We (finally) analysed our product usage. This is what we learnt.

Ankit Arora

Guest post by Anubhav, our fab PMM intern

Most early stage startups fall victim to featuritis; where shipping new features seems like the solution to all problems. But the more sustainable approach is to analyse current usage, find the blocks and funnel drops; and improve from there. During my internship at Kaapi; I set up a repeatable checklist of analysis to do every month, with some great insights. And here are the results. Hope you find it useful! 

The first step was to make a list of business questions. We didn’t want this to be an exercise just for the sake of it. Without this step, you can twist any dataset to satisfy the narrative you want:

  • Does response rate decrease over time? Ex. - Overall in the system, do responses decrease every week? So if team1 signed up on 1st July, then what was their response rate on 1st week? 2nd week? 3rd week? 4th week?
  • What makes a team pay? Is the paid team engaging more with the features or have a specific scheduler configuration
  • What kind of teams are using Kaapi?
  • Is the response rate of a particular question type higher than others? e.g. private vs public? morale vs alignment category? Paragraph vs radio?

Once we decided what we wanted to look for, the collection and analysis became easier and more organised. This is what we learned about our users and how we incorporated the learnings in our product and messaging. This analysis was done on ~ 700 users and ~ 4000 questions so it is statistically relevant.

Our earliest users are teams that were forced into remote transition because of Covid-19

Our assumption was that remote and distributed teams would find the most benefit from our features. But when we looked at the geo distribution, we found out that most teams were in the same time zones. They were in the same workspace when they started using Kaapi before Covid and have continued using it after going remote. It is a strong indicator that teams want less meetings - be it in person or over Zoom.

Response rate to questions go down over time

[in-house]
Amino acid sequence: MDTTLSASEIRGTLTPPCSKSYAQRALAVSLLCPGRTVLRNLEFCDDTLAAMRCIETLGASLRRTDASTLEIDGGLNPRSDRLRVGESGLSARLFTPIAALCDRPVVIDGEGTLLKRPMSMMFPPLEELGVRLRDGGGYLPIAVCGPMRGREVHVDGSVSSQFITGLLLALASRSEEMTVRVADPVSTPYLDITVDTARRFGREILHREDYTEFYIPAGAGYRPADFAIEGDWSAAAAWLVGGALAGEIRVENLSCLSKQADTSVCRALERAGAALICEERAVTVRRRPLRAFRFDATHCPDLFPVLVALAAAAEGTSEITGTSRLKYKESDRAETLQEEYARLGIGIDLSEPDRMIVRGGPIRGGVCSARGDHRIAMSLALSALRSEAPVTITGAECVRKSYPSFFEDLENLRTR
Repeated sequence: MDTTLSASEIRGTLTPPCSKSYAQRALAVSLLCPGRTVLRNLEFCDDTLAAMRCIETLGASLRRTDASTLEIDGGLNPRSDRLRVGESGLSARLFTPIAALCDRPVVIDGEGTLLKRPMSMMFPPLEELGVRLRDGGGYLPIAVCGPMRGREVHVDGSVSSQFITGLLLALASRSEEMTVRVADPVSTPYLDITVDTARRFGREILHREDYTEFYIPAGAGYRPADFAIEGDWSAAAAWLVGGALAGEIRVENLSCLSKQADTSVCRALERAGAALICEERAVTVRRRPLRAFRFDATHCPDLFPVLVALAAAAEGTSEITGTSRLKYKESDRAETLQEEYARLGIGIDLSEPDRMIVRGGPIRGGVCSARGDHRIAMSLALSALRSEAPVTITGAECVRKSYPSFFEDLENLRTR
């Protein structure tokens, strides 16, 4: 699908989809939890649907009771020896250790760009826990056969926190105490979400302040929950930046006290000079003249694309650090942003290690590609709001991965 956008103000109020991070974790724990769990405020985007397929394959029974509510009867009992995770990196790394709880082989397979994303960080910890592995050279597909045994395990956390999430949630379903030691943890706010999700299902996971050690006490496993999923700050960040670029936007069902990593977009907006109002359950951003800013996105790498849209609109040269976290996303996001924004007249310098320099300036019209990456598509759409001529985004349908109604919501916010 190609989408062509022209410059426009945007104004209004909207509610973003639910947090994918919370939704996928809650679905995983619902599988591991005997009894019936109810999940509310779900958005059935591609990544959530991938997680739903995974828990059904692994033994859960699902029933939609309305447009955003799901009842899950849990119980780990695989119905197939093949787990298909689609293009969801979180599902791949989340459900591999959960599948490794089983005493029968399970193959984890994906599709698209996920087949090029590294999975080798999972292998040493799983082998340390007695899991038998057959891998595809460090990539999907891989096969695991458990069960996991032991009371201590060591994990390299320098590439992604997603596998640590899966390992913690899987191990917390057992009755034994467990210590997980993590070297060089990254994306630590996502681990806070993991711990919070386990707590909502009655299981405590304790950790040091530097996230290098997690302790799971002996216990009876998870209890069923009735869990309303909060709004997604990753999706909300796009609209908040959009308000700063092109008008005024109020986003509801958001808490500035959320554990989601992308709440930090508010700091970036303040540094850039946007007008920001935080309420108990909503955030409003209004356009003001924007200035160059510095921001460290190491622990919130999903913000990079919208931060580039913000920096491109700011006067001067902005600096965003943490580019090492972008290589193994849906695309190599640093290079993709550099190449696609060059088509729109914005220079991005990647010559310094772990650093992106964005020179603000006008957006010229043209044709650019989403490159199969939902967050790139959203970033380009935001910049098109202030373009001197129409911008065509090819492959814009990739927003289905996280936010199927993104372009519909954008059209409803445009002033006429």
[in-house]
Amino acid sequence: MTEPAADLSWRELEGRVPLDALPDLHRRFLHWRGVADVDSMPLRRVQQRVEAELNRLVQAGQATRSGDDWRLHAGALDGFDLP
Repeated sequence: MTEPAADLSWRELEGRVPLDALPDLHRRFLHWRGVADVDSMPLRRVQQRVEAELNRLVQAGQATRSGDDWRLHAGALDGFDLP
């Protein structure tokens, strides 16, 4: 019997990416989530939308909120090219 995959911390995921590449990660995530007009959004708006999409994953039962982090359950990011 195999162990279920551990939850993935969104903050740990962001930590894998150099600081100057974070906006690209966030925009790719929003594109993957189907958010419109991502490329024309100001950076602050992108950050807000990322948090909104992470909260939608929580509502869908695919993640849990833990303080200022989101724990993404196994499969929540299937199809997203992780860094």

There was a general trend of response rate going down but with sudden spikes in the middle and then a downward trend again at the end. This was the case for the paid teams as well and definitely a huge concern. We were not sure if that’s because employees get bored of the same questions again & again or if they are not finding enough value out of the exercise. 

This is where we combined our research from the  user feedback interviews and launched ice-breaker questions. We are already seeing a positive response on this and would be keeping a close eye on how teams engage with it. 

We need to rethink our ideal customer persona

When we were analysing paying teams over non-paying, we evaluated metrics such as:

  • Do they get a higher response rate over non-paying teams?
  • Are they using daily/weekly standups?
  • Do they use paragraph questions instead of radio questions?
  • How many employees do they have?
  • Who is the manager?

There was no differentiation in most of the metrics except one. 71% of the managers on the paying teams were founders and CXOs. This was a great validation for us but also an indicator of whom we should reach out to for converting trial users to paying users. We are already working on a new set of landing pages focused on the CXO persona.

Our FTU (first time user) onboarding is fab. Let's double down on it

The median time taken to activate Kaapi for a new team is 2 minute 58 seconds! This was very heartening to see. Because usual employee engagement tools and pulse survey tools have a long process of importing excel sheets, creating employee accounts etc before you can use them. We hope to recreate this magic in our web app too!\

Employees don't mind responding to paragraph questions

After looking at various configurations used by team managers in the questions they were asking their team, we didn’t find any particular discrepancy or any key insight. The response rates for all the permutations of frequency and type of questions were in a similar range. We always used to think that simple radio type questions will get more response rate, but that was not true at all. Managers also love such responses, because these are deep insights vs Yes/No stats

We are glad that we took time out to do this. It helped us with feature prioritisation, customer segmentation and validation of our product. We are already at work changing the definition of our marketing personas, and also landing pages based on this data. And for a bootstrapped company on a mission to improve your team productivity, it motivates us to continue hustling and hustling hard.

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